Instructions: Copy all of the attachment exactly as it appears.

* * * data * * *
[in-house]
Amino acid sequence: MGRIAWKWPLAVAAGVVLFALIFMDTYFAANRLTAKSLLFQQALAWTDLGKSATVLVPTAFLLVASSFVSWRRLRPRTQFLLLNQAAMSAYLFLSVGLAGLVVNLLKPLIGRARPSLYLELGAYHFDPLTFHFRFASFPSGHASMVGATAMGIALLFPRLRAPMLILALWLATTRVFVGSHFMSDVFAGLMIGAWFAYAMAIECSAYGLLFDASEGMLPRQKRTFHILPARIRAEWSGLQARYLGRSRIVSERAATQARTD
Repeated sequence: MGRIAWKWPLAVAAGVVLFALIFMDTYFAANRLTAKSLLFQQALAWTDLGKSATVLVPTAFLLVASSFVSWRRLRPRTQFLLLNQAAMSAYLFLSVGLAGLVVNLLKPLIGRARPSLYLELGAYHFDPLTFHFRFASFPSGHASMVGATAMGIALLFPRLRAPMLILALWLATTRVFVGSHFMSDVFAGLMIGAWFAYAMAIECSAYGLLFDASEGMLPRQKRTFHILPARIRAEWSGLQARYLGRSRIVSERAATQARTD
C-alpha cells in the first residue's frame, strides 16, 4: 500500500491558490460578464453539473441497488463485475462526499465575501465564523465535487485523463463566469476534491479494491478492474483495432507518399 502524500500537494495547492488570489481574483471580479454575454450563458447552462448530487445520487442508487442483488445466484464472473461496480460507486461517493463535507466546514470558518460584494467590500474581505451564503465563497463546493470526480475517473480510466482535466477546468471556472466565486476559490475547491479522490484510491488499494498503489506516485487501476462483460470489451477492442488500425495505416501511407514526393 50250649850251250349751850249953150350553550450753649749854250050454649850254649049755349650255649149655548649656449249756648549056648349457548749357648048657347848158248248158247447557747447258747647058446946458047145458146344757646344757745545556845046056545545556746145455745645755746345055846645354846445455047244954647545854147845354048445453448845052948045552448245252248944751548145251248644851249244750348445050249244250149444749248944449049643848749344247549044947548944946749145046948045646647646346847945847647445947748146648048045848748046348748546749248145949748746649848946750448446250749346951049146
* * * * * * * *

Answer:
[in-house]
Amino acid sequence: MGRIAWKWPLAVAAGVVLFALIFMDTYFAANRLTAKSLLFQQALAWTDLGKSATVLVPTAFLLVASSFVSWRRLRPRTQFLLLNQAAMSAYLFLSVGLAGLVVNLLKPLIGRARPSLYLELGAYHFDPLTFHFRFASFPSGHASMVGATAMGIALLFPRLRAPMLILALWLATTRVFVGSHFMSDVFAGLMIGAWFAYAMAIECSAYGLLFDASEGMLPRQKRTFHILPARIRAEWSGLQARYLGRSRIVSERAATQARTD
Repeated sequence: MGRIAWKWPLAVAAGVVLFALIFMDTYFAANRLTAKSLLFQQALAWTDLGKSATVLVPTAFLLVASSFVSWRRLRPRTQFLLLNQAAMSAYLFLSVGLAGLVVNLLKPLIGRARPSLYLELGAYHFDPLTFHFRFASFPSGHASMVGATAMGIALLFPRLRAPMLILALWLATTRVFVGSHFMSDVFAGLMIGAWFAYAMAIECSAYGLLFDASEGMLPRQKRTFHILPARIRAEWSGLQARYLGRSRIVSERAATQARTD
C-alpha cells in the first residue's frame, strides 16, 4: 500500500491558490460578464453539473441497488463485475462526499465575501465564523465535487485523463463566469476534491479494491478492474483495432507518399 502524500500537494495547492488570489481574483471580479454575454450563458447552462448530487445520487442508487442483488445466484464472473461496480460507486461517493463535507466546514470558518460584494467590500474581505451564503465563497463546493470526480475517473480510466482535466477546468471556472466565486476559490475547491479522490484510491488499494498503489506516485487501476462483460470489451477492442488500425495505416501511407514526393 50250649850251250349751850249953150350553550450753649749854250050454649850254649049755349650255649149655548649656449249756648549056648349457548749357648048657347848158248248158247447557747447258747647058446946458047145458146344757646344757745545556845046056545545556746145455745645755746345055846645354846445455047244954647545854147845354048445453448845052948045552448245252248944751548145251248644851249244750348445050249244250149444749248944449049643848749344247549044947548944946749145046948045646647646346847945847647445947748146648048045848748046348748546749248145949748746649848946750448446250749346951049146